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Domain Model - Collections/Transactions

P: n/a
I am trying to design a good domain model for a system I am working on
but I am having a hard time trying to figure out how to deal with
relations and transaction...

For example if I create an Invoice object and then add LineItem objects
to the invoice all in memory. How do I get everything to commit to the
database in the right order.

Invoice invoice = new Invoice();
invoice.OrderDate = DateTime.Now;
invoice.Comments = "Thank you for your order";
invoice.ToAddress = "Joe Blow 123 Drive Somewhere,CA.";

InvoiceItem item = new InvoiceItem();
item.Name = "Large Widget";
item.Price = 20.00;
item.Quantity = 5;

invoice.AddItem(item);

item = new InvoiceItem();
item.Name = "Small Widget";
item.Price = 15.00;
item.Quantity = 2;

invoice.AddItem(item);
invoice.Save();

One way is to implement by Save() method like this:

public void Save()
{

MapperClass.SaveInvoice(this);

foreach(InvoiceItem item in Invoice.InvoiceItems)
{
MapperClass.SaveItem(item,this.InvoiceID);
}
}

The problem is that when looking at an existing Invoice object items
like: invoice.InvoiceItems it will return a collection of InvoiceItems
from the database (lazy loaded). I need users of the object model to
be able to insert, update, and delete objects in this collection and
when Save is called figure out what to do...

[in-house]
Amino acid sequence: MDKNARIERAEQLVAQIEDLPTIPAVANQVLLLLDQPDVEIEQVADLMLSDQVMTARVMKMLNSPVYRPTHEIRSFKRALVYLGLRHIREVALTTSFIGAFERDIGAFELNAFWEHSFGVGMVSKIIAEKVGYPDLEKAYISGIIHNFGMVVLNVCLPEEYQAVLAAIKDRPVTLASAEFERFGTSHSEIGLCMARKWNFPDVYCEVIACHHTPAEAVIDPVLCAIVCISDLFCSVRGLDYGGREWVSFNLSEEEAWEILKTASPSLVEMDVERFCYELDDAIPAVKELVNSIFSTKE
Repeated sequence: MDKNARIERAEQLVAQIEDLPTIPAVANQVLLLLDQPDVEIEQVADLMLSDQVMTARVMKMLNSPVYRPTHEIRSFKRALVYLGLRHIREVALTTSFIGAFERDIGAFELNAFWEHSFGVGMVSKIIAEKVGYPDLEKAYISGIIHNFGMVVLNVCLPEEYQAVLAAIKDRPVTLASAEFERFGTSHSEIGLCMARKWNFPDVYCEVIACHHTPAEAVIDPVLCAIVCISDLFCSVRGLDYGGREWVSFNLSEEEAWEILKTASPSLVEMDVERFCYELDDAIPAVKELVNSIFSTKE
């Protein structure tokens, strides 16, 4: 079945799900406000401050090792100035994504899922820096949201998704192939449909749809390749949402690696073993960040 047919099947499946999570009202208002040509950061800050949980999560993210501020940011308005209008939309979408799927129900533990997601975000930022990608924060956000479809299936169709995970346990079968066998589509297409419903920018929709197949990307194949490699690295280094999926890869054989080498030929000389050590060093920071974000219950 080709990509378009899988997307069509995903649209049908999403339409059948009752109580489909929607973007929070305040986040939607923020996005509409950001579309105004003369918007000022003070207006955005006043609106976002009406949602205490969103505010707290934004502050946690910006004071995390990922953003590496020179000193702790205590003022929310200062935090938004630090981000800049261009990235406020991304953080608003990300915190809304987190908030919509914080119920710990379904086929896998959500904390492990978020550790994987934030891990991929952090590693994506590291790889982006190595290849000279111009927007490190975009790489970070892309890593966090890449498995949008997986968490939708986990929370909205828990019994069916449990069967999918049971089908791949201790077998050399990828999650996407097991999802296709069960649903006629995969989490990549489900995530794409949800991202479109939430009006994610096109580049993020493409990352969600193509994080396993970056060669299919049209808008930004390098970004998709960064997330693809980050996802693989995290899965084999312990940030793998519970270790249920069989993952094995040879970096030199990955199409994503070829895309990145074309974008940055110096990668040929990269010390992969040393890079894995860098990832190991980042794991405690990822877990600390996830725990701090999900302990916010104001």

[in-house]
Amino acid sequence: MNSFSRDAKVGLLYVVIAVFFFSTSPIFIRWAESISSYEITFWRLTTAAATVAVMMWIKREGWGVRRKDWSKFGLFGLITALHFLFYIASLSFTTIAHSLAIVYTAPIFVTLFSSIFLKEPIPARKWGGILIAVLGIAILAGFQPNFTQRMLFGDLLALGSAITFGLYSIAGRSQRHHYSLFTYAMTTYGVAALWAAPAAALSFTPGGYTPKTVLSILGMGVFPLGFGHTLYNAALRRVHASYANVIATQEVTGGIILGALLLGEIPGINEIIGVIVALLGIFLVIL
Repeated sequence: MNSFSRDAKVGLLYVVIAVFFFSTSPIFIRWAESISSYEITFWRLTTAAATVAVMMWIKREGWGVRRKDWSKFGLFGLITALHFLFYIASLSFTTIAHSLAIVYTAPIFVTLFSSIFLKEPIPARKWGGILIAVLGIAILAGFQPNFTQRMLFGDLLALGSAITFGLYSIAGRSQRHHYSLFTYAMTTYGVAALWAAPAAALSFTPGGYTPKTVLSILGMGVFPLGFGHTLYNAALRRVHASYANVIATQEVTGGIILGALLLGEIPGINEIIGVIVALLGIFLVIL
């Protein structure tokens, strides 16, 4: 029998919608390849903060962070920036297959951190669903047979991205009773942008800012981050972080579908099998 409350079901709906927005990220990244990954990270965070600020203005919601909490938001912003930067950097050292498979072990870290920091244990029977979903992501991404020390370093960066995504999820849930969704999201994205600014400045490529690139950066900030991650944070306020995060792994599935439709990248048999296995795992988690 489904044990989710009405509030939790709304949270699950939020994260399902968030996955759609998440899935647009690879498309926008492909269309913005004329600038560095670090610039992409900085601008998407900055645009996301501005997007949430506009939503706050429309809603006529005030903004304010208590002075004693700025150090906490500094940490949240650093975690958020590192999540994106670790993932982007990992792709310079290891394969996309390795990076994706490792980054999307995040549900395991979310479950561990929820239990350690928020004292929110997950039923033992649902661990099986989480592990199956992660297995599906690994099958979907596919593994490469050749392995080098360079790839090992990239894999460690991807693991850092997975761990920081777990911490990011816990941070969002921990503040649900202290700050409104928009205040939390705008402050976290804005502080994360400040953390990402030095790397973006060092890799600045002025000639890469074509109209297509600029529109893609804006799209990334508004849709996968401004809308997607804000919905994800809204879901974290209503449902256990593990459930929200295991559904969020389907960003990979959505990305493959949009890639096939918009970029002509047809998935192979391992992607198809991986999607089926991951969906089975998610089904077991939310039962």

I can't decide how and where to track the state of objects related the
invoice object. For example when an object is removed from a
collection I still need sitting around somewhere so when I commit to
the database I know to actually remove from the DB. If was completely
removed from the collection entirely I wouldn't have any to know that
it was removed.

Where and how to I track the state of the related objects?

As properties on all my entity objects (I set the properties when items
are added and remove from collections)?

Should my invoice object maintain seperate internal arrays of objects
that need to be removed and inserted for each related object?

I have read about using a "Unit of Work" object, is this a solution to
the problem?
Thanks

Nov 16 '05 #1
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3 Replies


P: n/a
Hey Josh :)

aa7im wrote:
I am trying to design a good domain model for a system I am working on
but I am having a hard time trying to figure out how to deal with